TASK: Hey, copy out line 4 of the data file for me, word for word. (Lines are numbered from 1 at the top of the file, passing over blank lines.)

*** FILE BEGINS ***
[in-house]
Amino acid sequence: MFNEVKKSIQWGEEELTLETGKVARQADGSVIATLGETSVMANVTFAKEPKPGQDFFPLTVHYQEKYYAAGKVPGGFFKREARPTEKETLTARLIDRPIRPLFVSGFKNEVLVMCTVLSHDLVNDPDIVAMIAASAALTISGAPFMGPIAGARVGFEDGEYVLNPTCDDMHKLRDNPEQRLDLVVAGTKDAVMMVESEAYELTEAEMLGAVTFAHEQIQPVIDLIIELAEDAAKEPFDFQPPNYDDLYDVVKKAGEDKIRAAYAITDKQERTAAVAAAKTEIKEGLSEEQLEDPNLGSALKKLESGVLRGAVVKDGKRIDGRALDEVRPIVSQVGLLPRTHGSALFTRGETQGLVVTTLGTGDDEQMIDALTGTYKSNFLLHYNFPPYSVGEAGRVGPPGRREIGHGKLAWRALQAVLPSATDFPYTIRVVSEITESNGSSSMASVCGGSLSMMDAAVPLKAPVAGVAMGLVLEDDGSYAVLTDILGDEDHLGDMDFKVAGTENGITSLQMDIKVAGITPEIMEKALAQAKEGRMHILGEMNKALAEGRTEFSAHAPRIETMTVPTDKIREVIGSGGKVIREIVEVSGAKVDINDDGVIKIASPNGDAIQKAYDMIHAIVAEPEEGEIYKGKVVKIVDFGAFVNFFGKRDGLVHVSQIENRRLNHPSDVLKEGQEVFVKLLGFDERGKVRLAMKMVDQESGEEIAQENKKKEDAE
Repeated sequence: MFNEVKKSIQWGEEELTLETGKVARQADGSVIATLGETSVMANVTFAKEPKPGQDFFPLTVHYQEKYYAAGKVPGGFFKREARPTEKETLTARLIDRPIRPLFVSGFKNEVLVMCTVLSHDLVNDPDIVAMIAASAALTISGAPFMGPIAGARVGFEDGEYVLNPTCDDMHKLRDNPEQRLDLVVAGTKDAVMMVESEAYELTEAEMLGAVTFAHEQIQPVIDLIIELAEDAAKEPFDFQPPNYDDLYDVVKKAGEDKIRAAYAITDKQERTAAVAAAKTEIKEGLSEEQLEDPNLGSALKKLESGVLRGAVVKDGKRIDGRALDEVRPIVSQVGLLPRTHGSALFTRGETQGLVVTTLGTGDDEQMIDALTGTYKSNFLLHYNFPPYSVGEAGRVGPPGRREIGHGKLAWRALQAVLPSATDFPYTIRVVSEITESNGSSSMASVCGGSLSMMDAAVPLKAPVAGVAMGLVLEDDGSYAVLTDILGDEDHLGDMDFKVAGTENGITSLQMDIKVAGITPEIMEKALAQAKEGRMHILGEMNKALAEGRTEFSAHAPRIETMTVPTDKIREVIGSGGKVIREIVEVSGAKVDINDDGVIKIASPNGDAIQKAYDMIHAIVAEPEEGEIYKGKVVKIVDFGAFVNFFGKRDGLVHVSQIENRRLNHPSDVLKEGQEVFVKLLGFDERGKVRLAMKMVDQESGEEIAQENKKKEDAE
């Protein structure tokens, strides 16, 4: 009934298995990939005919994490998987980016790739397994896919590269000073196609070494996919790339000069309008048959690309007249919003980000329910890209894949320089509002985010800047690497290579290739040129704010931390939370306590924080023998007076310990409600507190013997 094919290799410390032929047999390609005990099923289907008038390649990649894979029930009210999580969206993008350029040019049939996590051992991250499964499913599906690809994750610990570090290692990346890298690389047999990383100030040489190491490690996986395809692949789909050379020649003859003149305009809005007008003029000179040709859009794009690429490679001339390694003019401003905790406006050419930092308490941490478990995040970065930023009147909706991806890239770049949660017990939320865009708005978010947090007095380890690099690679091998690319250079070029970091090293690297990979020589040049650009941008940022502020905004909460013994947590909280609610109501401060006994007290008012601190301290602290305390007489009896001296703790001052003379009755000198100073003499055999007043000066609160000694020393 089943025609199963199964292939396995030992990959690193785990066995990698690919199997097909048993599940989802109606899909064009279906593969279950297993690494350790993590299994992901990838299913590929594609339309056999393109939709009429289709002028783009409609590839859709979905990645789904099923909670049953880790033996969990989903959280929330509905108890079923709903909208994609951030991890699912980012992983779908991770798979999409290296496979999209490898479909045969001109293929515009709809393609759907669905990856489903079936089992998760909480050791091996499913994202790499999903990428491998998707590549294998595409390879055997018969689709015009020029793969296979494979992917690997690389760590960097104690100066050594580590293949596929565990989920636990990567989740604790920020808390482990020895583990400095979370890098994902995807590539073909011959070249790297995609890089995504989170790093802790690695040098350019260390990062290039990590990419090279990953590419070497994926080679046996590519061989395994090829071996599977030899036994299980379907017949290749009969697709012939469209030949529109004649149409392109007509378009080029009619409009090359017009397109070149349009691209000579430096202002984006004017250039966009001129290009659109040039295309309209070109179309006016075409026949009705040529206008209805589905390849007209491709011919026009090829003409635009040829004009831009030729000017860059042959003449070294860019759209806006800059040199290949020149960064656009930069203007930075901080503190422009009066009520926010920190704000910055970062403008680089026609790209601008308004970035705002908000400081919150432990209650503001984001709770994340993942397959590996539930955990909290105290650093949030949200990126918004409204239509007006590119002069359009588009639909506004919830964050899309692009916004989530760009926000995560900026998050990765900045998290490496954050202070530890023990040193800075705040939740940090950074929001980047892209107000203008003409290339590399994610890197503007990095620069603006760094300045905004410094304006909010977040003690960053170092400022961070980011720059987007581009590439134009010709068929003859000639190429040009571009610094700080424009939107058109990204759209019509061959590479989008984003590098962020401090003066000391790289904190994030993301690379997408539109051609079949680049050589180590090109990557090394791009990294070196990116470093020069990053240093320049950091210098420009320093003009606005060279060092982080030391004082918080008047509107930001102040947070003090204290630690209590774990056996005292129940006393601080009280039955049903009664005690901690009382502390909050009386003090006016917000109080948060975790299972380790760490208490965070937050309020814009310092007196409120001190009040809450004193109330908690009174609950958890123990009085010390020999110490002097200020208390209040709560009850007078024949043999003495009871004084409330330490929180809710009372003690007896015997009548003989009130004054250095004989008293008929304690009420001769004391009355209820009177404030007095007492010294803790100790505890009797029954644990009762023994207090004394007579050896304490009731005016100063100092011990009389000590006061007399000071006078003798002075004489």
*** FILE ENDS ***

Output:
């Protein structure tokens, strides 16, 4: 009934298995990939005919994490998987980016790739397994896919590269000073196609070494996919790339000069309008048959690309007249919003980000329910890209894949320089509002985010800047690497290579290739040129704010931390939370306590924080023998007076310990409600507190013997 094919290799410390032929047999390609005990099923289907008038390649990649894979029930009210999580969206993008350029040019049939996590051992991250499964499913599906690809994750610990570090290692990346890298690389047999990383100030040489190491490690996986395809692949789909050379020649003859003149305009809005007008003029000179040709859009794009690429490679001339390694003019401003905790406006050419930092308490941490478990995040970065930023009147909706991806890239770049949660017990939320865009708005978010947090007095380890690099690679091998690319250079070029970091090293690297990979020589040049650009941008940022502020905004909460013994947590909280609610109501401060006994007290008012601190301290602290305390007489009896001296703790001052003379009755000198100073003499055999007043000066609160000694020393 089943025609199963199964292939396995030992990959690193785990066995990698690919199997097909048993599940989802109606899909064009279906593969279950297993690494350790993590299994992901990838299913590929594609339309056999393109939709009429289709002028783009409609590839859709979905990645789904099923909670049953880790033996969990989903959280929330509905108890079923709903909208994609951030991890699912980012992983779908991770798979999409290296496979999209490898479909045969001109293929515009709809393609759907669905990856489903079936089992998760909480050791091996499913994202790499999903990428491998998707590549294998595409390879055997018969689709015009020029793969296979494979992917690997690389760590960097104690100066050594580590293949596929565990989920636990990567989740604790920020808390482990020895583990400095979370890098994902995807590539073909011959070249790297995609890089995504989170790093802790690695040098350019260390990062290039990590990419090279990953590419070497994926080679046996590519061989395994090829071996599977030899036994299980379907017949290749009969697709012939469209030949529109004649149409392109007509378009080029009619409009090359017009397109070149349009691209000579430096202002984006004017250039966009001129290009659109040039295309309209070109179309006016075409026949009705040529206008209805589905390849007209491709011919026009090829003409635009040829004009831009030729000017860059042959003449070294860019759209806006800059040199290949020149960064656009930069203007930075901080503190422009009066009520926010920190704000910055970062403008680089026609790209601008308004970035705002908000400081919150432990209650503001984001709770994340993942397959590996539930955990909290105290650093949030949200990126918004409204239509007006590119002069359009588009639909506004919830964050899309692009916004989530760009926000995560900026998050990765900045998290490496954050202070530890023990040193800075705040939740940090950074929001980047892209107000203008003409290339590399994610890197503007990095620069603006760094300045905004410094304006909010977040003690960053170092400022961070980011720059987007581009590439134009010709068929003859000639190429040009571009610094700080424009939107058109990204759209019509061959590479989008984003590098962020401090003066000391790289904190994030993301690379997408539109051609079949680049050589180590090109990557090394791009990294070196990116470093020069990053240093320049950091210098420009320093003009606005060279060092982080030391004082918080008047509107930001102040947070003090204290630690209590774990056996005292129940006393601080009280039955049903009664005690901690009382502390909050009386003090006016917000109080948060975790299972380790760490208490965070937050309020814009310092007196409120001190009040809450004193109330908690009174609950958890123990009085010390020999110490002097200020208390209040709560009850007078024949043999003495009871004084409330330490929180809710009372003690007896015997009548003989009130004054250095004989008293008929304690009420001769004391009355209820009177404030007095007492010294803790100790505890009797029954644990009762023994207090004394007579050896304490009731005016100063100092011990009389000590006061007399000071006078003798002075004489």